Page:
Long story short. They all, when I sit down with them, will climb all over me and I can handle all but one, in any way I need to. and I do all sorts of handling. Hold them upside down..genltly of course...let them sit on my open palm hand...make the cockerels lay down on me, for pats, and don't let them get on my back...bad habit to reinforce if they become aggressive later, pick them off my head and put them on my lap or hand...so if they are not too old, you really can teach them to be handled. Not sure about full grown chickens, have always handled my chicks, at some point, so I don't have to chase them, if I need to handle them. It can be done a bit later if needed and works great with the treats added...it imprints that you are the treat person. Mine are fightin a bout with cocci and when they were really sick, I had them wanting to cuddle, 4,5 6 at a time in my lap...Hope that helps some...Best of luck with your chicks/chickens!
     
  3. iheartnh

    iheartnh Chillin' With My Peeps

    303
    35
    113
    Apr 11, 2013
    Derry, NH
    Wow, do you know what breed of hen is tolerating all that from you daughter? That's amazing and adorable!

    I have mostly buff Orpington hens, at a couple of Easter Eggers. The EEs are snotty, mean little things, but the BOs are very, very sweet. We got them all at ~6 weeks old, and made a point of handling them every day. The EEs have never come around, but the buffs are almost like dogs - they will jump right into my lap and settle down, follow me around, come when I call them, etc. A great breed for first-timers or families - that's why we got them.
     
  4. chooks4life

    chooks4life Overrun With Chickens

    4,905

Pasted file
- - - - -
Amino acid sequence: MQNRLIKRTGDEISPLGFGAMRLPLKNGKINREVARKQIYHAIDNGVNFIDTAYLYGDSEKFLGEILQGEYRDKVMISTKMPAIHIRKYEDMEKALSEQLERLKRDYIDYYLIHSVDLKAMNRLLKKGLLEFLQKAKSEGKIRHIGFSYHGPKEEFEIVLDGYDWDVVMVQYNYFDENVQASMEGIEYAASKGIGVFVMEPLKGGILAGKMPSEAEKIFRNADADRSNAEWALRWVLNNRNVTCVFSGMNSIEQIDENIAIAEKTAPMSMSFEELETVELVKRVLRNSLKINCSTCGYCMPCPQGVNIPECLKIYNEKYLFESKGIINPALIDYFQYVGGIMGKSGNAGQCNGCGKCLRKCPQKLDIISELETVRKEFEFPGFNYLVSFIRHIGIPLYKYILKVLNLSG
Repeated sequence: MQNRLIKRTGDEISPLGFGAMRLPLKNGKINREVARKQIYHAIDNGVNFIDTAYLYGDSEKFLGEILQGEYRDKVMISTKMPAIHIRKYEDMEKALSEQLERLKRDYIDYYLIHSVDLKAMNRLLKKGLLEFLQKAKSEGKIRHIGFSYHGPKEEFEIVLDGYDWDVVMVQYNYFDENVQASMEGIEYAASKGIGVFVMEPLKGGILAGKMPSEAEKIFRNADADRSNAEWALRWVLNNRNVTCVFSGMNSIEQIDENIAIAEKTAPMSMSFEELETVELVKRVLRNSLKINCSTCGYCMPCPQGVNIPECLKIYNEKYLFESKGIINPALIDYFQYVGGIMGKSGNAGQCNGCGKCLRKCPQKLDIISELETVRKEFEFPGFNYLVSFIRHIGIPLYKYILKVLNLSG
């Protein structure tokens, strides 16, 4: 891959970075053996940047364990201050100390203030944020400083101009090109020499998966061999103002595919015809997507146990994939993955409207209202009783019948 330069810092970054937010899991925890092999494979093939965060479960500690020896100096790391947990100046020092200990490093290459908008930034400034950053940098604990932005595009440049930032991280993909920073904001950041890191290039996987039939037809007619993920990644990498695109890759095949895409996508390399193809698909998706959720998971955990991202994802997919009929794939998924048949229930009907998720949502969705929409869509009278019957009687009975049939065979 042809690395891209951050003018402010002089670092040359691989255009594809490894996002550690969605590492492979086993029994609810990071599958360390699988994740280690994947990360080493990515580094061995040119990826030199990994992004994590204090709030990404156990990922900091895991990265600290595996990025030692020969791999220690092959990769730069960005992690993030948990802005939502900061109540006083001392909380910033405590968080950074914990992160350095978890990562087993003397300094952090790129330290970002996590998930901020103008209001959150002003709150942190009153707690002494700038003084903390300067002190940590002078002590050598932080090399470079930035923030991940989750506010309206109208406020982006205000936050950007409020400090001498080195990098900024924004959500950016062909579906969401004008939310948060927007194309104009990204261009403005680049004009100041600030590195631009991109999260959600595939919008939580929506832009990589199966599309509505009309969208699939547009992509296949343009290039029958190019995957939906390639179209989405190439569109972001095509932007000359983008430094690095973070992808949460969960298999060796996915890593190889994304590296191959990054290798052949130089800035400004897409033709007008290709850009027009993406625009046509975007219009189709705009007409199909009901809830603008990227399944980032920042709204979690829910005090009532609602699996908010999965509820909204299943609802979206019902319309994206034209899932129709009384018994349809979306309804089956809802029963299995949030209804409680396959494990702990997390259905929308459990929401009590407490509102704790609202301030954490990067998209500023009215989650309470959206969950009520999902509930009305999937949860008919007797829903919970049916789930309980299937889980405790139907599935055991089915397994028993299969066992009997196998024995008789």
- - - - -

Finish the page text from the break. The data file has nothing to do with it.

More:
586
    286
    Apr 8, 2013
    Australia
    I take in adult birds of all ages, backgrounds, breeds, etc. When it comes to handling, it's crucial they understand your intent. It pays to watch your behavior around them and see how they're reacting, and experiment with changing your body language to communicate your intent more effectively. It is totally achievable to take an older bird that's terrified of humans from an abusive environment and make it as tame as a pet; but this cannot be achieved if the bird itself does not have an open mind to this sort of interaction, so to speak. But almost all birds will reach some level of calm and tameness around humans if your body language says your intent is not harmful. This is true of even wild birds, other species, etc.

    As to rounding them up, best to not use a stick, and best to train them to come when called into the cage. Easily done with treats and best for everything involved to have a peaceful method of control and collection. When catching or moving from outside the cage, raising one or both of your arms to guide the bird's direction and moving from side to side whenever the bird does generally gets them to move in the direction you want.

    I handle each bird at hatching and throughout its adolescence a couple more times and this lets me know which will not tolerate humans by their personal inclination. Handling helps but does not guarantee friendliness. Most birds will settle in your lap once put there (and understanding they won't be release until you decide) and they can calmly leave to continue foraging; spacky ones will never settle for more than a moment and will always flee like you're a predator they've escaped. This is all in their minds, it doesn't matter what you do; it's how they perceive you. Some like you and will tame with handling, some don't like you, so won't. But only making a few good efforts to tame will enable you to tell the difference between the two. 24/7 handling is not necessary, just that the few interactions you do have with them are positive, and the bird recognizes you mean it no harm. Trust needs establishing. Treats help. ;)